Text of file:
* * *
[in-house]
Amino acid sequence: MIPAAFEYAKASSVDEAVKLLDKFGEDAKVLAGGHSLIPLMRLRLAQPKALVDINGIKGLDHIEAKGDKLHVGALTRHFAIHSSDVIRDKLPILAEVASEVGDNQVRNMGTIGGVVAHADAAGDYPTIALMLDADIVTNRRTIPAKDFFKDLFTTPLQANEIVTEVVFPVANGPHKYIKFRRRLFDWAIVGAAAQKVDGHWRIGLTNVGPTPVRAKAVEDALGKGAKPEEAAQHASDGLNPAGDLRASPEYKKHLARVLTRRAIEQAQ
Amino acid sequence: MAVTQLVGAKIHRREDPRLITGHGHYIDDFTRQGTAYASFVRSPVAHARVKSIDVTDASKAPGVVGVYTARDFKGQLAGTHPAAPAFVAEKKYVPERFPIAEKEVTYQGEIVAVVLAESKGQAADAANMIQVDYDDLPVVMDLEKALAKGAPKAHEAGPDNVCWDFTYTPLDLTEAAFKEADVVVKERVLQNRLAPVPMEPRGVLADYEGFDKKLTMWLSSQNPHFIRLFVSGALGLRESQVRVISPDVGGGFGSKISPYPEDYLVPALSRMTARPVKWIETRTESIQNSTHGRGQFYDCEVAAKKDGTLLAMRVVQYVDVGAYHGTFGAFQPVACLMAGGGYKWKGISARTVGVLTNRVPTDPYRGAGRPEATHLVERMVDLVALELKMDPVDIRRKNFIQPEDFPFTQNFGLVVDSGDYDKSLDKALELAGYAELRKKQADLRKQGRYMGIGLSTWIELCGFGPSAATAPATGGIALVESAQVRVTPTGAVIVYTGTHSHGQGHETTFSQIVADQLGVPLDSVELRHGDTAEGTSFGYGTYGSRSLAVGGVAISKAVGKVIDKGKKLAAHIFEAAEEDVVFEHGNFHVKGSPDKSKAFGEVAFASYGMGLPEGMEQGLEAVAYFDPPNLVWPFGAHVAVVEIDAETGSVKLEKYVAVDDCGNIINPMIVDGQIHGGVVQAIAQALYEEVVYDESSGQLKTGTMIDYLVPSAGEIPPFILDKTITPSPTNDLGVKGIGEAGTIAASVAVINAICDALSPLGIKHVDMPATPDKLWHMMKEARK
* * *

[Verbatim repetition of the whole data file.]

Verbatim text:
[in-house]
Amino acid sequence: MIPAAFEYAKASSVDEAVKLLDKFGEDAKVLAGGHSLIPLMRLRLAQPKALVDINGIKGLDHIEAKGDKLHVGALTRHFAIHSSDVIRDKLPILAEVASEVGDNQVRNMGTIGGVVAHADAAGDYPTIALMLDADIVTNRRTIPAKDFFKDLFTTPLQANEIVTEVVFPVANGPHKYIKFRRRLFDWAIVGAAAQKVDGHWRIGLTNVGPTPVRAKAVEDALGKGAKPEEAAQHASDGLNPAGDLRASPEYKKHLARVLTRRAIEQAQ
Amino acid sequence: MAVTQLVGAKIHRREDPRLITGHGHYIDDFTRQGTAYASFVRSPVAHARVKSIDVTDASKAPGVVGVYTARDFKGQLAGTHPAAPAFVAEKKYVPERFPIAEKEVTYQGEIVAVVLAESKGQAADAANMIQVDYDDLPVVMDLEKALAKGAPKAHEAGPDNVCWDFTYTPLDLTEAAFKEADVVVKERVLQNRLAPVPMEPRGVLADYEGFDKKLTMWLSSQNPHFIRLFVSGALGLRESQVRVISPDVGGGFGSKISPYPEDYLVPALSRMTARPVKWIETRTESIQNSTHGRGQFYDCEVAAKKDGTLLAMRVVQYVDVGAYHGTFGAFQPVACLMAGGGYKWKGISARTVGVLTNRVPTDPYRGAGRPEATHLVERMVDLVALELKMDPVDIRRKNFIQPEDFPFTQNFGLVVDSGDYDKSLDKALELAGYAELRKKQADLRKQGRYMGIGLSTWIELCGFGPSAATAPATGGIALVESAQVRVTPTGAVIVYTGTHSHGQGHETTFSQIVADQLGVPLDSVELRHGDTAEGTSFGYGTYGSRSLAVGGVAISKAVGKVIDKGKKLAAHIFEAAEEDVVFEHGNFHVKGSPDKSKAFGEVAFASYGMGLPEGMEQGLEAVAYFDPPNLVWPFGAHVAVVEIDAETGSVKLEKYVAVDDCGNIINPMIVDGQIHGGVVQAIAQALYEEVVYDESSGQLKTGTMIDYLVPSAGEIPPFILDKTITPSPTNDLGVKGIGEAGTIAASVAVINAICDALSPLGIKHVDMPATPDKLWHMMKEARK